Seven months ago when I started this blog, the reality of me stepping away from my current employment seemed untouchable. Since it has provided my husband and me a steady source of income and benefits, it felt impossible to give up. Yet, the impossible turned out to be possible and I’m letting it go, with peace, joy and gratitude in my heart.

I’m not sure what the future holds. The only thing I am sure of is that tonight, at about 5:30 p.m., I will be on my way for a summer Columbia Girls gathering (my college girlfriends). Perfect timing, right? I couldn’t have asked for a better way to transition into this next stage of my life.

My husband always tells me to not make a big deal out of the decisions I make, such as leaving this job. He says, “Decide like it’s nothing; no big deal, and move ahead. Don’t act like it’s a big deal.”

I understand his advice. It makes sense logically. There’s no need to give it more than what it is, a decision. Yet, there is an emotional and spiritual aspect to this decision that isn’t so much drawn to creating drama around it, but to honoring the passage.

Thanks for walking with me.

I look forward to sharing the events, feelings and insights that unfold over the next five months. The whole intention of this blog was to document for one year the journey of making decisions in life based on the commitment to living aligned with our innate joy and bliss. It is an experiment, a test of faith and destiny. Could it be possible to actually make decisions that don’t seem logical, but that answer the call of the spirit, and that it turns out not just being OK, but perfect, whole and complete?

It’s not about grandness, but precision.

It’s not about knowing in advance, but trusting.

Only time will tell.

Quote of the day: “The world is not interested in what we do for a living. What they are interested in is what we have to offer freely - hope, strength, love and the power to make a difference! ” —Sasha Azevedo; Entertainer

God bless.

Wednesday, July 7, 2010

Pushing Through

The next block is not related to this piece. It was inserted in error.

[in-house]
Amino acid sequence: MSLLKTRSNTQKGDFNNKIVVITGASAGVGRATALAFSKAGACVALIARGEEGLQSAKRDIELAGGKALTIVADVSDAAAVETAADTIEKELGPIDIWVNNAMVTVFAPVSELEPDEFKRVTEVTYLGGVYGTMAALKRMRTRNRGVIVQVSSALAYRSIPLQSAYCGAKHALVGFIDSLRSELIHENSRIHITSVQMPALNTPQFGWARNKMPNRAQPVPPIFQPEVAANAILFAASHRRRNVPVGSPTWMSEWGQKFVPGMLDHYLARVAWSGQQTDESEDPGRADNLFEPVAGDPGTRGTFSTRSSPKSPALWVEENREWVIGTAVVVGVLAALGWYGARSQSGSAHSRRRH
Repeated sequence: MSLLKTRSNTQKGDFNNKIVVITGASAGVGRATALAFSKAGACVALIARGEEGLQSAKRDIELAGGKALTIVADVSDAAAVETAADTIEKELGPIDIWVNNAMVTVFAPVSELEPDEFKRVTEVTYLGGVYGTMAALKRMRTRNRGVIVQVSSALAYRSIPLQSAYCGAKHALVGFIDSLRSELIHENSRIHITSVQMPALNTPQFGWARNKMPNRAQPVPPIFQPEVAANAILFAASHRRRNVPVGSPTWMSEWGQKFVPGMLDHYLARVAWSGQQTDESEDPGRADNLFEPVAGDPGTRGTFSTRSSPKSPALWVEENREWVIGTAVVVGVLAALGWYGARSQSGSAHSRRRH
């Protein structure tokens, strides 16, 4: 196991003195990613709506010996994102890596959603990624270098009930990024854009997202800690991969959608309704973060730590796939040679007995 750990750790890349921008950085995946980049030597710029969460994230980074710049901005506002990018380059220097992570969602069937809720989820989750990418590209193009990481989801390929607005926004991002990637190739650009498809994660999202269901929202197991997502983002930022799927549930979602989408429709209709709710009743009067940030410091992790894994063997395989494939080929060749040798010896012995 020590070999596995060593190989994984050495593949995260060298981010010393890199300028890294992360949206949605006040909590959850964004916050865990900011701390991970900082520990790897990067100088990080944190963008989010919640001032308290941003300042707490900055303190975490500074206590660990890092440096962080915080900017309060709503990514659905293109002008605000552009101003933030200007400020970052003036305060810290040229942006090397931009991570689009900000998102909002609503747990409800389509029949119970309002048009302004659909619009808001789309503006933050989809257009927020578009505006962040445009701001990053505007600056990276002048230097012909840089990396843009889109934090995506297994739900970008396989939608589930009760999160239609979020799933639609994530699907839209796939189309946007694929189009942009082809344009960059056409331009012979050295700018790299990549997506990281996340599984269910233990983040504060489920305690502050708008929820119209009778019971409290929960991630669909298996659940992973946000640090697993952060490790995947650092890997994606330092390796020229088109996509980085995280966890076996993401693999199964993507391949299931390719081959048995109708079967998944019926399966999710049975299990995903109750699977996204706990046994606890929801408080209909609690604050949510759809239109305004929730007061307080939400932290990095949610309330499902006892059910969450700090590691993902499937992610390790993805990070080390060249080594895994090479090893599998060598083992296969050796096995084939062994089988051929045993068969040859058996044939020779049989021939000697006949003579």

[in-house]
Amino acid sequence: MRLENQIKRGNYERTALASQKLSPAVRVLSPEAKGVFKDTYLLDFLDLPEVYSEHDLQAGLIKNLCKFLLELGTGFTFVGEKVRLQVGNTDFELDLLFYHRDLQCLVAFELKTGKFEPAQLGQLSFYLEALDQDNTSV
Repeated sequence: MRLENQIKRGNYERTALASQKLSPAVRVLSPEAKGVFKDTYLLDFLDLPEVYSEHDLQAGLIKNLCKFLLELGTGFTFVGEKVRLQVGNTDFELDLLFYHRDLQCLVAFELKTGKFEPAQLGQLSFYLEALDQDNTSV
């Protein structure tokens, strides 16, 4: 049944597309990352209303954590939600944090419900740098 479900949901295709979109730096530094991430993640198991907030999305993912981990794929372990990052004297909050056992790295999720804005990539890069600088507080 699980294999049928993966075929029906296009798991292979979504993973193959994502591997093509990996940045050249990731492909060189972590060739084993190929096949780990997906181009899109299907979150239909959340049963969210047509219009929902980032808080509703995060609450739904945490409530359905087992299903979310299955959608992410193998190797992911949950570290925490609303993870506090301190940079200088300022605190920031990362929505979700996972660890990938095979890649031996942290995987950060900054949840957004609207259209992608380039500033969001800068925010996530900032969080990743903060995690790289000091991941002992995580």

Quote of the day: “Encouragement is the oxygen of the soul.” —George M. Adams; US Representative from Kentucky

I am a walking pamphlet of anxiety. All the signs and symptoms are evident in my waking life. If you put me on the cover of the brochure, you wouldn’t need to write anything. All people would have to do is look at me and they would be educated.

It’s very uncomfortable. I don’t think it’s odd or uncommon to feel such anxiety when making a big life change, as I’m doing beginning on Friday, but it doesn’t mean that the knowing of this makes me feel any less anxious. It just gives me one word to express the 10,000 emotions I am feeling. In a nutshell, I’m feeling anxious.

The foundation to this anxiety isn’t the life change, though. It’s me not feeling grounded and centered in myself. I’ve been through enough changes, risks and adventures in life to know that it’s not so much the agent of change that is causing these feelings, but instead the place I am at, or not at, within myself. When I’m feeling grounded and in touch with my spirit, I would feel excited, alive and inspired, not this intense feeling of dread, fear and disconnect. Thankfully later today I have my last meeting with the counselor I’ve been able to see on a temporary basis since I have been working at the university. This has been one of the many great benefits to being employed by the university – free short-term counseling!

When I was on one of my soul-searching cross-country trips some years back, I had an overwhelming urge to get a tattoo on the inside of my left forearm of something that symbolized balance of the mind, body and spirit. At that stage of my life it became evident to me the importance of this balance. I recognized then how, for me, this balance was the essential truth I needed to understand in life. And, for some innate reason, I felt the need to tattoo it on my body, which I did in Black Hills, South Dakota. Right near Mount Rushmore.

The reason why I am expressing this is because for the last few entries I have been inclined to write about this need for balance, as it is the most pressing issue of all for me at this moment. And yet I haven’t been able to settle into myself as I would hope over the last few weeks. I’m not exactly sure where the resistance to do so lies, though I trust and pray that I will be able to do so once I physically, emotionally and spiritually get through this time and space of “leaving the job.”